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  6. Most kids grow up thinking that the way they are raised is the norm. It’s good for kids to understand that everyone makes choices, and that there are many ways to live.

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    • That’s my hope! We allowed our kids choices, I hope they do the same.

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      • karen r-w says:

        I like how Naomi Baltuck put it. I would take it a step further though – even if a parent tells their kids that there is only one correct way to live (in this case it sounds like your children’s commitment to live a religious life) it’s good for kids to understand that everyone ultimately can choose their life path and that there are consequences of each choice. If the parents do a good job explaining the correct way to live and the negative consequences of other life paths, this knowledge should help strengthen the child’s commitment to the correct way. In sum, kid’s knowing they have a choice is a great thing as long as they know the consequences of the other options. The “choice” will then be obvious to them.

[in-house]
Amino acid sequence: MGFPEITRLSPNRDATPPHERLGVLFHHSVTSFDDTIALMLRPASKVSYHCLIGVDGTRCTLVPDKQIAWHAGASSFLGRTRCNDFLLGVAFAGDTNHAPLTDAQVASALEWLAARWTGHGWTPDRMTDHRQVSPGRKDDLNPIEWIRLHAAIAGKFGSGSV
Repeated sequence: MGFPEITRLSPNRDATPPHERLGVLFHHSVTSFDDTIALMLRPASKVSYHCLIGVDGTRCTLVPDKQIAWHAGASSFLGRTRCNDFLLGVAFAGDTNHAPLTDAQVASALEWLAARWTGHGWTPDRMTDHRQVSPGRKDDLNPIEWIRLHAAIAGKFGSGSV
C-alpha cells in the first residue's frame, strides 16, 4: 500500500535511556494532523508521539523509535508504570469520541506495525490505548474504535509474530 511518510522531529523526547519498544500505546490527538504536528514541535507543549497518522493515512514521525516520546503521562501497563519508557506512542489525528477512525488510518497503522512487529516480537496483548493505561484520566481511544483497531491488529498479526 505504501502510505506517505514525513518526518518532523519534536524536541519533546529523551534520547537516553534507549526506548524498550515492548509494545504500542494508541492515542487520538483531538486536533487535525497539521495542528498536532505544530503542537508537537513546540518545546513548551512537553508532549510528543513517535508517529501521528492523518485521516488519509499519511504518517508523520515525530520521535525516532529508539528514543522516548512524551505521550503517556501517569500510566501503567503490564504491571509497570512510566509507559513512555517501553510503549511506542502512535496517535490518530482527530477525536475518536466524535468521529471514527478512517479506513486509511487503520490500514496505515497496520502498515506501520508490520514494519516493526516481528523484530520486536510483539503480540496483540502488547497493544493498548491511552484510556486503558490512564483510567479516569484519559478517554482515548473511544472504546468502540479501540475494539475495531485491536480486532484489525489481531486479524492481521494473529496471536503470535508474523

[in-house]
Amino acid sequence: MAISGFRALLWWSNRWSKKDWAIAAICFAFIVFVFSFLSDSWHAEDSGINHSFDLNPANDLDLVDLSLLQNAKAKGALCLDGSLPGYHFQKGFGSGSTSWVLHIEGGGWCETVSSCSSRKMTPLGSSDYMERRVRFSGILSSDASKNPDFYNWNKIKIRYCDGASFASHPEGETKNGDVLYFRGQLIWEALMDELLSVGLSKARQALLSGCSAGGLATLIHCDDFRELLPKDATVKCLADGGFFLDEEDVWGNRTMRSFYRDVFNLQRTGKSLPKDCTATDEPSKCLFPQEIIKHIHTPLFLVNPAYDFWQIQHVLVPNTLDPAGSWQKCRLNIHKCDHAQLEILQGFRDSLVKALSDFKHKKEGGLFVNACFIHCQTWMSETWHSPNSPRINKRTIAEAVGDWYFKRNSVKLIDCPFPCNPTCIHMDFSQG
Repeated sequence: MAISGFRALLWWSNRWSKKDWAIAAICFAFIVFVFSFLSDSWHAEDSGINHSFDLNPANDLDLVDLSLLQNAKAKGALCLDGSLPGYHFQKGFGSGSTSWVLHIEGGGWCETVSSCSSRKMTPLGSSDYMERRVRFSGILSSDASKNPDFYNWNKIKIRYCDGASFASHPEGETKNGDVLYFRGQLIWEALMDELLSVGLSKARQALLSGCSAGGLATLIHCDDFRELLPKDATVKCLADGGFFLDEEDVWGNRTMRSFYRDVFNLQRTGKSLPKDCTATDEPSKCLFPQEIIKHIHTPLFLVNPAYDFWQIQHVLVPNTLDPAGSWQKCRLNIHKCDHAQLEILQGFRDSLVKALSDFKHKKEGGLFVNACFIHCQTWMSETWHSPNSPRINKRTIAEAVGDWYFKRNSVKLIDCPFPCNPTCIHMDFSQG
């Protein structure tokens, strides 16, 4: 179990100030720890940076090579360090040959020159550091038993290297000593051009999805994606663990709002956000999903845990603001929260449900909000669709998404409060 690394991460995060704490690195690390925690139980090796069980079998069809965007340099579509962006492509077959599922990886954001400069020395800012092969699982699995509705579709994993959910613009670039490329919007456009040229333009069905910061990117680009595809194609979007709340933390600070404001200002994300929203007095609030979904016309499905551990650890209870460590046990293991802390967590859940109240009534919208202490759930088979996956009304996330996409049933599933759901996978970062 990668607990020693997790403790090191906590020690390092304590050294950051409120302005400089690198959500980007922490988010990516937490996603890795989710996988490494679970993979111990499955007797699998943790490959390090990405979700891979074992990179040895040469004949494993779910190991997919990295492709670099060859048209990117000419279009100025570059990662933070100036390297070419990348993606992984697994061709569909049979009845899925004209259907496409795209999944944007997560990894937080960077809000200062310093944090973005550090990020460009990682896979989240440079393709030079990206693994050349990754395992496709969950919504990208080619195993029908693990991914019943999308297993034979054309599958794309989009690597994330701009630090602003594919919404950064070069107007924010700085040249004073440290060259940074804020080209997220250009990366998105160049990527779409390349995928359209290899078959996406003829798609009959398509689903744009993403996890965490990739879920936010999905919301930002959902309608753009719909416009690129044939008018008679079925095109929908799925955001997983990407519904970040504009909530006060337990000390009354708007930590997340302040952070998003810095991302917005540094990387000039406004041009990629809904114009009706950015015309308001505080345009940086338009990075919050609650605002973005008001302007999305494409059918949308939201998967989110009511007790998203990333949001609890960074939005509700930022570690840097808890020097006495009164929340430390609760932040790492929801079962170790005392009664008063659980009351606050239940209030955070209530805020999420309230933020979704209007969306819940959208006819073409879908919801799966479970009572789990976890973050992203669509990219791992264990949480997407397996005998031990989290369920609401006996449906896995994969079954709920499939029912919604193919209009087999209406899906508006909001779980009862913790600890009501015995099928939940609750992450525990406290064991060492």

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  7. adinparadise says:

    Kids do have a natural curiosity about anything different from their norm. S Y sounds like a very bright 3-year-old. He certainly keeps you on your toes. 🙂

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  8. I love this for all of the reasons that you, in particular, can understand that I would. Close to home, but always comforting to read the shared experience. And, you are indeed a wonderful grandma!

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  9. Coming East says:

    Such a wonderful post! He is an incredible child. It will be quite an experience following him as he matures. Hope you keep us posted!

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  10. What a sweet child. ♥